After months of thoughtful design, careful development, and tireless QA, we’d just launched our product. My colleague and I were sitting on the floor of the trade show when someone asked, “Did you talk to anyone before you built this?”
All of the tests had passed and the app looked great, but we’d overlooked one small issue: A key user-supplied measurement needed four decimal precision, and we only used three.
A trivial but very embarrassing error.
We’ve all had instances both small and large where we present the big reveal of a feature but are greeted with awkward, uncomfortable silence. The best way of avoiding these types of instances is to ship early and often. Developers at FAANG companies are constantly running thousands of tests on features, but you don’t need a huge team to gather feedback faster. Instead, consider the below free or low-cost tools to shipping code more quickly.
Services like Netlify and Heroku offer you the chance to create “preview apps” using the code from a specific pull request. With a few button clicks, you’re able to get a whole new version of your app tied to a specific pull-request URL. As you update the PR, these services rebuild your app, letting you share them with other developers, designers, support, QA, and even with the people who wear blazers.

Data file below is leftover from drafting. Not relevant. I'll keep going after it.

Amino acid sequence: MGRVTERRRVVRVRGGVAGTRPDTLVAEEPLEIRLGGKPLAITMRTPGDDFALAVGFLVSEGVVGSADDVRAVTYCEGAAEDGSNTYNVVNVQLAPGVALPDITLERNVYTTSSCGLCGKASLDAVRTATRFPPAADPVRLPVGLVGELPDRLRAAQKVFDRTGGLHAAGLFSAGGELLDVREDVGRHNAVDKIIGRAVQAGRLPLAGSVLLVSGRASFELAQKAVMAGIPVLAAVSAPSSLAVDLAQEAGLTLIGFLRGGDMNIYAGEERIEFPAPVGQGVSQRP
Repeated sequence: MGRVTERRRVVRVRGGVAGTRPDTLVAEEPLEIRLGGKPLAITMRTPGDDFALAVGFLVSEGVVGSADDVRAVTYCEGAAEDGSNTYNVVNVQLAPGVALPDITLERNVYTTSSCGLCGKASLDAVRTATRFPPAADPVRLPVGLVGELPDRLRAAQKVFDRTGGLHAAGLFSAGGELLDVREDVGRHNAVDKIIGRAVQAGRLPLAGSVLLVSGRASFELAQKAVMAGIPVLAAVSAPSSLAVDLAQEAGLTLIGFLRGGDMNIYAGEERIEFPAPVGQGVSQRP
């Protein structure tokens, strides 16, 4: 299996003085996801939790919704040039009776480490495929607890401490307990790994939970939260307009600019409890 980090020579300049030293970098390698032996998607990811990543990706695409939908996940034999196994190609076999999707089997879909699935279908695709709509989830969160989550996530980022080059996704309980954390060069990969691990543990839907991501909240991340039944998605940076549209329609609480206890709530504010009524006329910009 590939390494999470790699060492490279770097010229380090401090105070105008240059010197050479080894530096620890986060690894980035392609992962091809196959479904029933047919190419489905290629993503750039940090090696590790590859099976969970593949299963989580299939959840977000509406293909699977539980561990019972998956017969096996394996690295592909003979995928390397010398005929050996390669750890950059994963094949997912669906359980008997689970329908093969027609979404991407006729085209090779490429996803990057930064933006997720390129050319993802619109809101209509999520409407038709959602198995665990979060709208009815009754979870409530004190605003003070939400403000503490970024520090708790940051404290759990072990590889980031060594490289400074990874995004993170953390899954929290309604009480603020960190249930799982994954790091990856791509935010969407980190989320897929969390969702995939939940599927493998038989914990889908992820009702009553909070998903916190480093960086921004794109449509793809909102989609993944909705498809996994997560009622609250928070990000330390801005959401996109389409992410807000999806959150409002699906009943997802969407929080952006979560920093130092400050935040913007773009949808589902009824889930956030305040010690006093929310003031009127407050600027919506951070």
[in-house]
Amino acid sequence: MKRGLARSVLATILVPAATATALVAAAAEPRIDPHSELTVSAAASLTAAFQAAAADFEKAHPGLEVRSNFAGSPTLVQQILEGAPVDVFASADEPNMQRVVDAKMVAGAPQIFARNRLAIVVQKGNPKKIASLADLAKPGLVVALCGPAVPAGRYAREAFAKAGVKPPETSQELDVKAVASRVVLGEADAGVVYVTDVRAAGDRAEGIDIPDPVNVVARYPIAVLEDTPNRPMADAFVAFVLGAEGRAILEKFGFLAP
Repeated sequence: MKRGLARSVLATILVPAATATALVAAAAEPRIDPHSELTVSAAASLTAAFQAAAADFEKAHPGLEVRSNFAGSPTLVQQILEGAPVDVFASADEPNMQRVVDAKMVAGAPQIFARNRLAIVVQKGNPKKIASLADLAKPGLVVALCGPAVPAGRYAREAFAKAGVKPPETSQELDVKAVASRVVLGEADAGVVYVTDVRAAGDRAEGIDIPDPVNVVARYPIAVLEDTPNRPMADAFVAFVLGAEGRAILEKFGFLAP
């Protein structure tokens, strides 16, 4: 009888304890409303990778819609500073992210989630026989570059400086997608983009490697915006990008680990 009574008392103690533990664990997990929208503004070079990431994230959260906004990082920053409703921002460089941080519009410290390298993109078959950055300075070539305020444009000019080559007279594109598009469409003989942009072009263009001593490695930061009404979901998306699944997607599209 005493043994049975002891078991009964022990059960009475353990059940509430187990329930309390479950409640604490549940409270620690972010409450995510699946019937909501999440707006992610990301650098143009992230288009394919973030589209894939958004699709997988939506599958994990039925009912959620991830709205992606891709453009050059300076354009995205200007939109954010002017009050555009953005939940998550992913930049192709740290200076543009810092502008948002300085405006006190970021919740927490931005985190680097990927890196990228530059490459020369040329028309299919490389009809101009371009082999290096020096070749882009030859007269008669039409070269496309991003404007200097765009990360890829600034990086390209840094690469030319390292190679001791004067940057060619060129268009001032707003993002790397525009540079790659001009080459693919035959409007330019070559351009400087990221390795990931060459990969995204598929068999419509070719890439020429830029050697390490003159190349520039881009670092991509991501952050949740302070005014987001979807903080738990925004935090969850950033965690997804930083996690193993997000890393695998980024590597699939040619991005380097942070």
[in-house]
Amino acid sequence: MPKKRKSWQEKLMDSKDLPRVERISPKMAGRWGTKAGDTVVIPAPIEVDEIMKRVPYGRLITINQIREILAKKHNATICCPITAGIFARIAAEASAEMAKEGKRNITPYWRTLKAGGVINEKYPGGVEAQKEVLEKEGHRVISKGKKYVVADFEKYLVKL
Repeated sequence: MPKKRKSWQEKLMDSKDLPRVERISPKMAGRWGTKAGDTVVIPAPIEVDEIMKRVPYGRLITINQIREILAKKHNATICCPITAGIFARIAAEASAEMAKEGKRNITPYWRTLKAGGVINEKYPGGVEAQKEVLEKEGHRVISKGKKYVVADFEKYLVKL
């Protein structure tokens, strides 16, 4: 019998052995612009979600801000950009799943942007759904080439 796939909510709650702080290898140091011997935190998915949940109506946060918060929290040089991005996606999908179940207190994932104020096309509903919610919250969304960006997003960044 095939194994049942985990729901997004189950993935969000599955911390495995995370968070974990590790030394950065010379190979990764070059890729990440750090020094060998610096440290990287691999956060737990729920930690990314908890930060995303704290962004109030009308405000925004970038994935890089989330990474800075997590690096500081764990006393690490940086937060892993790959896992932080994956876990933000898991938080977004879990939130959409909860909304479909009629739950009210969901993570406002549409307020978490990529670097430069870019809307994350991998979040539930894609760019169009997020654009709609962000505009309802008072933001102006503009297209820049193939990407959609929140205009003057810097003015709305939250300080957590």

I find that getting code in front of colleagues as early as possible is the best way to avoid coding yourself into a corner. Without some structure, though, multiple pull requests hanging around in Github can get confusing. A few tools to keep you more organized:
- Draft Pull Requests: A new feature in Github allows users to create “draft” pull requests that can’t be merged. A great way of communicating this is something in progress. Related: You can install the Github WIP Probot to prevent merging pull requests with “WIP” in the title/description.
- Pull Reminders: Another interesting tool for teams using Github is Pull Reminders, which connects to Slack to automatically send notifications to users who are tagged as “reviewers” on pull requests. It’s a great way to engage colleagues and, better yet, Pull Panda is now entirely free after being acquired by Github.
As you merge in all those pull requests, a great way to keep your team and various stakeholders informed is by creating and sending regular changelogs. Distributing a list of all your app updates is especially helpful to your sales and support colleagues deeply engaged with your product changes (after all, they spend the most time with customers). A few tools to help out:
- Automatic Changelog Generators: Tools like Github Changelog Generator and Release Drafter can create releases right in Github.
- Next Release.io: Automatically generates and shares release notes based on your Github pull requests. You’ll be able to search, filter, and share your app’s history of changes with just a few quick key strokes.